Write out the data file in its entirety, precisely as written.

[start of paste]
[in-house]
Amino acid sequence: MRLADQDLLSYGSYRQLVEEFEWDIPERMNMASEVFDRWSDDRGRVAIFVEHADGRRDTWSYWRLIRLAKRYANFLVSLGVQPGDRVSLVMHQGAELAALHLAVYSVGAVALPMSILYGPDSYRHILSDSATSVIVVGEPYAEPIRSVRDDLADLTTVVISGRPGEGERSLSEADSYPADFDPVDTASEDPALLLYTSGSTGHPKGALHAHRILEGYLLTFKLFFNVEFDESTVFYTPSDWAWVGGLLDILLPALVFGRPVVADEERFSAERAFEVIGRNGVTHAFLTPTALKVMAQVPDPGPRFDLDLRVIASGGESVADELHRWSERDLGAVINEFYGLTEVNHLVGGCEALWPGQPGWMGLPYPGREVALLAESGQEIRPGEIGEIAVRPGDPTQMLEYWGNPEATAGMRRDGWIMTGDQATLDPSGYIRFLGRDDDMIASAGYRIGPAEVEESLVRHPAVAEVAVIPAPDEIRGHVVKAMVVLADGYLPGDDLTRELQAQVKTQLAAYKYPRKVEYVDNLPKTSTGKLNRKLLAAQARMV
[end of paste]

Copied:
[in-house]
Amino acid sequence: MRLADQDLLSYGSYRQLVEEFEWDIPERMNMASEVFDRWSDDRGRVAIFVEHADGRRDTWSYWRLIRLAKRYANFLVSLGVQPGDRVSLVMHQGAELAALHLAVYSVGAVALPMSILYGPDSYRHILSDSATSVIVVGEPYAEPIRSVRDDLADLTTVVISGRPGEGERSLSEADSYPADFDPVDTASEDPALLLYTSGSTGHPKGALHAHRILEGYLLTFKLFFNVEFDESTVFYTPSDWAWVGGLLDILLPALVFGRPVVADEERFSAERAFEVIGRNGVTHAFLTPTALKVMAQVPDPGPRFDLDLRVIASGGESVADELHRWSERDLGAVINEFYGLTEVNHLVGGCEALWPGQPGWMGLPYPGREVALLAESGQEIRPGEIGEIAVRPGDPTQMLEYWGNPEATAGMRRDGWIMTGDQATLDPSGYIRFLGRDDDMIASAGYRIGPAEVEESLVRHPAVAEVAVIPAPDEIRGHVVKAMVVLADGYLPGDDLTRELQAQVKTQLAAYKYPRKVEYVDNLPKTSTGKLNRKLLAAQARMV